Rogozhnikovas (1991) Slovar' èkvivalentov slova focuses on adverbial, auxiliary and modal expressions, which are particularly useful both to students learning to form complex sentences and for teachers who are developing materials for the intermediate and advanced levels. Vishnjakovas (1984) Slovar' paronimov russkogo jazyka presents nearly 1,000 pairs of etymologically related words that differ in meaning, providing information about their phraseological and combinatory patterns (e.g., dramaticheskij kruzhok but dramatichnyj vyxod). Vishnjakovas Paronimy sovremennogo russkogo jazyka (2nd edition, 1987) contains exercises as well as explanations. Èl'janovs Kavernye udarenija: Russko-anglijskij slovar' omografov (1995) contains an alphabetical listing of homographs and their English translations, as well as an appendix of words common to Russian and English.
An abundance of other specialized dictionaries are useful for occasional reference. Bernshtein et al. (1995) have compiled the Novyj slovar' sokrashchenij russkogo jazyka, with almost 32,000 entries. Gorskajas Anglo-russkij-Russko-anglijskij slovar' geograficheskix nazvanij (2nd edition, 1994) contains 6,000 geographical terms in use as of January 1, 1991.  This is a handy reference when discussing travel, genealogy, or student coursework in other classes.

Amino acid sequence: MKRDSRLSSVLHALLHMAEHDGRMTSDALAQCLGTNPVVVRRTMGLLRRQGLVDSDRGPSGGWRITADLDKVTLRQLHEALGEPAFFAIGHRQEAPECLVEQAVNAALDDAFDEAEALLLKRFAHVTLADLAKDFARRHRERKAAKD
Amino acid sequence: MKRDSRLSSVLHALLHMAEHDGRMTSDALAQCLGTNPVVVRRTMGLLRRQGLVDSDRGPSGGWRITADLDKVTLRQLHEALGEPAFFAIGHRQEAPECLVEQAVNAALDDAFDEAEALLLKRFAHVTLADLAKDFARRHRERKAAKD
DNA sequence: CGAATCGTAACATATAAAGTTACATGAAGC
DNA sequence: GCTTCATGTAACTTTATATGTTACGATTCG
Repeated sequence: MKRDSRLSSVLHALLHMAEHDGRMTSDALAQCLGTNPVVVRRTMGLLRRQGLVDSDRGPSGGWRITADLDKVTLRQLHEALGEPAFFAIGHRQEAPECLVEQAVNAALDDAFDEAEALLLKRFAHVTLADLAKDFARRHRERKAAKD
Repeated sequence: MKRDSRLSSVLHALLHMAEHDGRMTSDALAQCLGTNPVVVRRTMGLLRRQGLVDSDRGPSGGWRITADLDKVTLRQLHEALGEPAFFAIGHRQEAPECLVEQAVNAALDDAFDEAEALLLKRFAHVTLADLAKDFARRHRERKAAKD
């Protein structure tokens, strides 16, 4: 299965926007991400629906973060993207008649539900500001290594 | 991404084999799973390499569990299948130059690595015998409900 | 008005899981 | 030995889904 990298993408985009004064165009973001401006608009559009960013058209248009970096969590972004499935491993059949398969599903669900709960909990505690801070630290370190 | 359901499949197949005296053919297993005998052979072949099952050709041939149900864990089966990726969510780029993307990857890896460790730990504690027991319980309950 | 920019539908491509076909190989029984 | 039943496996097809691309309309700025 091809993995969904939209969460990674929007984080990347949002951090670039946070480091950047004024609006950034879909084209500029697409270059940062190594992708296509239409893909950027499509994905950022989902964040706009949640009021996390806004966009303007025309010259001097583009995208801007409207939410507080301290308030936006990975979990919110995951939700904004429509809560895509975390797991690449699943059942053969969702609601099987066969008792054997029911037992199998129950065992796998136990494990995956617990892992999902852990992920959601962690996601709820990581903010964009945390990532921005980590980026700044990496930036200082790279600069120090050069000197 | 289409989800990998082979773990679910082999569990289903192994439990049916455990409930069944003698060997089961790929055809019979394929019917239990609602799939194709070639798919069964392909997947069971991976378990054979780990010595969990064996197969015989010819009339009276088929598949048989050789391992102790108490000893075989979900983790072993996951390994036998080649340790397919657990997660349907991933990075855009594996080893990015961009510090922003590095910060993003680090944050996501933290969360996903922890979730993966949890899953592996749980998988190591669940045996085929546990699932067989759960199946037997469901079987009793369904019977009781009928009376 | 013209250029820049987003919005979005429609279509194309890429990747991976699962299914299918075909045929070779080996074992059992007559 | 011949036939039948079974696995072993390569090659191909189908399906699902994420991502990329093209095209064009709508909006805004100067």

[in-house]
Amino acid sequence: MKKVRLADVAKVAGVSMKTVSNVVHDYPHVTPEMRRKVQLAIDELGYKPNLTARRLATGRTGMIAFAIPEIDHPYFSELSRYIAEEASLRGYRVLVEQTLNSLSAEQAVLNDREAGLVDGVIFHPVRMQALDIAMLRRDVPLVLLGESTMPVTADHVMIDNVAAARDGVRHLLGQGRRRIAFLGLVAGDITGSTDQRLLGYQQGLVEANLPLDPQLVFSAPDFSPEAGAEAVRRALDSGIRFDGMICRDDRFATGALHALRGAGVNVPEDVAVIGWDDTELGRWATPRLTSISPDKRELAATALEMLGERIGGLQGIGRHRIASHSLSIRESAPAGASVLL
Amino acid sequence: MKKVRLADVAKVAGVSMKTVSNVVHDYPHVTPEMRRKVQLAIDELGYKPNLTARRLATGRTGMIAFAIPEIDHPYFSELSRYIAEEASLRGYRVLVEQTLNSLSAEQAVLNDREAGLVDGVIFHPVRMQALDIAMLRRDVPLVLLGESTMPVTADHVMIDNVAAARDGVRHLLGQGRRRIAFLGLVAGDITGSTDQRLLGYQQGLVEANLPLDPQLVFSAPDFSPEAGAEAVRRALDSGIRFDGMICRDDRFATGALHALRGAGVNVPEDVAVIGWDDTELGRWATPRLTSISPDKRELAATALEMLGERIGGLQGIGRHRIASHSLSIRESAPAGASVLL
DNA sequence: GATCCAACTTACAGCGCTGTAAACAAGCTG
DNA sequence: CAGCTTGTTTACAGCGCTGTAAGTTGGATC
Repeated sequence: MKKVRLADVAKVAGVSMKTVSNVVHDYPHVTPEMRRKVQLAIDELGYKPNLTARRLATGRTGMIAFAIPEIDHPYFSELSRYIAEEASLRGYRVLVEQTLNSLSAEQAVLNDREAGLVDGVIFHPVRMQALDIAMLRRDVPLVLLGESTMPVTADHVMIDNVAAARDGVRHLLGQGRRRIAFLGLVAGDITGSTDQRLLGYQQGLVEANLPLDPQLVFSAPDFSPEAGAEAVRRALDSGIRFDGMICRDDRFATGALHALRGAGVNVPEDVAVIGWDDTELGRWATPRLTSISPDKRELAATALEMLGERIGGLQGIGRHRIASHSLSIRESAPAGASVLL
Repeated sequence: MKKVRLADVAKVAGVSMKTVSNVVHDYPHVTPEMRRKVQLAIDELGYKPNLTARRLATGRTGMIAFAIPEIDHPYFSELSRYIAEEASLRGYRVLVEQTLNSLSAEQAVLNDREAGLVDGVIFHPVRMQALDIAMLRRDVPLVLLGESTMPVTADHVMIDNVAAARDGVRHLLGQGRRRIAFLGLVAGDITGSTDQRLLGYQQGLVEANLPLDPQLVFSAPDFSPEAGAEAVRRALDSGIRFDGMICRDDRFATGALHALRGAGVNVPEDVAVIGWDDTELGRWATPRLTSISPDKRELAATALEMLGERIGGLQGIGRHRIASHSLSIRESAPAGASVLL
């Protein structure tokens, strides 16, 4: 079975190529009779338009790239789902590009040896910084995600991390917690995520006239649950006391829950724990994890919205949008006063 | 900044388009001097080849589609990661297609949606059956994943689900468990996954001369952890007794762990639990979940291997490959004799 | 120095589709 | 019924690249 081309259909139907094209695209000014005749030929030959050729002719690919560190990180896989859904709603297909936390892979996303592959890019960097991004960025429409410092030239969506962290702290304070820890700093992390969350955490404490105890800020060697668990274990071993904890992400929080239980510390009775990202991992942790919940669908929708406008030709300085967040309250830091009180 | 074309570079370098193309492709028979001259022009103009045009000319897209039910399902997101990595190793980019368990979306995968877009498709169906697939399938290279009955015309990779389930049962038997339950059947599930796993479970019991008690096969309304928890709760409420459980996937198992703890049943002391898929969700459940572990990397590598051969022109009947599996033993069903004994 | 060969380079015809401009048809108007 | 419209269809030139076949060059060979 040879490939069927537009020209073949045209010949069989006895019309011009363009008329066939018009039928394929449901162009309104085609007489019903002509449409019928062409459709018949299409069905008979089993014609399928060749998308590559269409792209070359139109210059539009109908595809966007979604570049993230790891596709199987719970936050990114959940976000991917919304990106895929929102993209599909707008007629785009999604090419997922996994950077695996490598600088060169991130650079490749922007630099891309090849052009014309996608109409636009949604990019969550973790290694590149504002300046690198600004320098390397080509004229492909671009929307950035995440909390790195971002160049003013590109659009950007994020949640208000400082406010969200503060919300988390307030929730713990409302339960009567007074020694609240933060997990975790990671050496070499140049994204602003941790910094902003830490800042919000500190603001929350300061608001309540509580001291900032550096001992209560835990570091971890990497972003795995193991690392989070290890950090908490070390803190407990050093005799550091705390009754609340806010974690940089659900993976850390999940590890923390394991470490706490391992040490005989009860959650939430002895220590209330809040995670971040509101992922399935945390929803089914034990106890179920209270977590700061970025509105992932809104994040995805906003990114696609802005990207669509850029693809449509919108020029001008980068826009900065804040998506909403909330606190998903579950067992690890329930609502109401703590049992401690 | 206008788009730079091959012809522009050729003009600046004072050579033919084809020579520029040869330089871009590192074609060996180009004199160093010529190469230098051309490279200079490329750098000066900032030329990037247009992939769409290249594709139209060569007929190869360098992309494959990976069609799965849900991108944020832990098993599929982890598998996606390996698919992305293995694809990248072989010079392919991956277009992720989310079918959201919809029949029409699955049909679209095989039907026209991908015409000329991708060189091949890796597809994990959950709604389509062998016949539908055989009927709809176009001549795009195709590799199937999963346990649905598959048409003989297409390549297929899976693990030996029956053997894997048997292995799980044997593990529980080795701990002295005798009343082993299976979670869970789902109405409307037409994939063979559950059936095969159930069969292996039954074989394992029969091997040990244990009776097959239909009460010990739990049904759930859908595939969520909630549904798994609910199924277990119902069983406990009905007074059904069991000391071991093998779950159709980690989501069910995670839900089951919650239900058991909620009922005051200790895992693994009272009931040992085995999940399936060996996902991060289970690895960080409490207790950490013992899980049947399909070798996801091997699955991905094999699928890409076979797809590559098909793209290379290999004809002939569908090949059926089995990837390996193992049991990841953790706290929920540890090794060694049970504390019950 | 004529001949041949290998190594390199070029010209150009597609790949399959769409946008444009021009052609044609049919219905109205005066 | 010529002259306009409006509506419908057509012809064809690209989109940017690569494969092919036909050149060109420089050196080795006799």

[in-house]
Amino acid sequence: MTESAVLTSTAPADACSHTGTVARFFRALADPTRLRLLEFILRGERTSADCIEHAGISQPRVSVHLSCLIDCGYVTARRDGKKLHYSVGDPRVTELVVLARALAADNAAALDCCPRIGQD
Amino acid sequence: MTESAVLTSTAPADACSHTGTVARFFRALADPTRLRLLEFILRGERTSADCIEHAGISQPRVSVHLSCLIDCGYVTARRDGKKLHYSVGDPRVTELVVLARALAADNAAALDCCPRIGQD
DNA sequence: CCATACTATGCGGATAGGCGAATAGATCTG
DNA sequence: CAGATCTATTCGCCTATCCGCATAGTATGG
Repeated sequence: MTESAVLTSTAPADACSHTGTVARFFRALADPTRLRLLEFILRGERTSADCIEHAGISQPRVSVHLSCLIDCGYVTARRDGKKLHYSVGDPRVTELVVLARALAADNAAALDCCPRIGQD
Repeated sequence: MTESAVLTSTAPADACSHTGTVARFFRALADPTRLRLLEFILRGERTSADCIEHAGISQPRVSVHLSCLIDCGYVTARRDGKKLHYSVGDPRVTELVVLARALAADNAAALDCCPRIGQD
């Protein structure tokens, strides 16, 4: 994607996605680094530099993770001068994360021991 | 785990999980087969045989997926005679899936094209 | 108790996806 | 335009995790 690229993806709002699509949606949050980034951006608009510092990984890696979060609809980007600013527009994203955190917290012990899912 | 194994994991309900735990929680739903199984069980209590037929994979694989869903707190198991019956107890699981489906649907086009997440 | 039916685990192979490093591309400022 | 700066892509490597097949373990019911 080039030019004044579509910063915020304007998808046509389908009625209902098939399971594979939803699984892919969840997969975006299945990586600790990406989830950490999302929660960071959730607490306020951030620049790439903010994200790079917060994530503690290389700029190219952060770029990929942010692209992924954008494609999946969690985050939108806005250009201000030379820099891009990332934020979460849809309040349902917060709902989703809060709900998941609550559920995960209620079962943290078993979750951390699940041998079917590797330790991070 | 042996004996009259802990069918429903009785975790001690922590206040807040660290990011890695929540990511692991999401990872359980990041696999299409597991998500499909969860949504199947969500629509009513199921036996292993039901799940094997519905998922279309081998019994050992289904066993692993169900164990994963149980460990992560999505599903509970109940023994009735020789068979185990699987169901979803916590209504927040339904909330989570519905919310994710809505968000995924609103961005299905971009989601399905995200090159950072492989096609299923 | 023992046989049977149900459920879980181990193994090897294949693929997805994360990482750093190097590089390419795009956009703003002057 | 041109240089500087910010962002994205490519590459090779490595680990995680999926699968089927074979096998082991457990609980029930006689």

Borunovas Orfoèpicheskij slovar' russkogo jazyka (1983) is a convenient tool for checking word stress and the pronunciation of foreign borrowings and consonant clusters. Barxudarovs (1987) Orfograficheskij slovar' russkogo jazyka is an aid for checking spelling. It has separate entries for participial forms that other dictionaries may list only under the verb.  Zaliznjaks Grammaticheskij slovar' russkogo jazyka (1987) is a reverse dictionary, in which words are alphabetized according to the end of the word. As a result, all infinitives in -at' are grouped together, as are all adjectives in -oj. This dictionary can facilitate a quick response to student queries about the frequency of some morphological patterns. It can also assist the instructor in selecting items to be included in morphological exercises. Sazonovas (1989) Russkij glagol i ego prichastnye formy contains entries for 2500 verbs, providing extensive information about their forms and meanings. For instance, Sazonova indicates that the verb reshit' has seven meanings, only some of which may be used with long-form past passive participles. Rozental' and Telenkovas (1985) Slovar' trudnostej russkogo jazyka is a handy reference addressing problems of orthography, punctuation, pronunciation, and the grammatical properties of individual words. A new edition of Bensons Dictionary of Russian Personal Names, providing information on the stress and morphology of names, was published in 1992.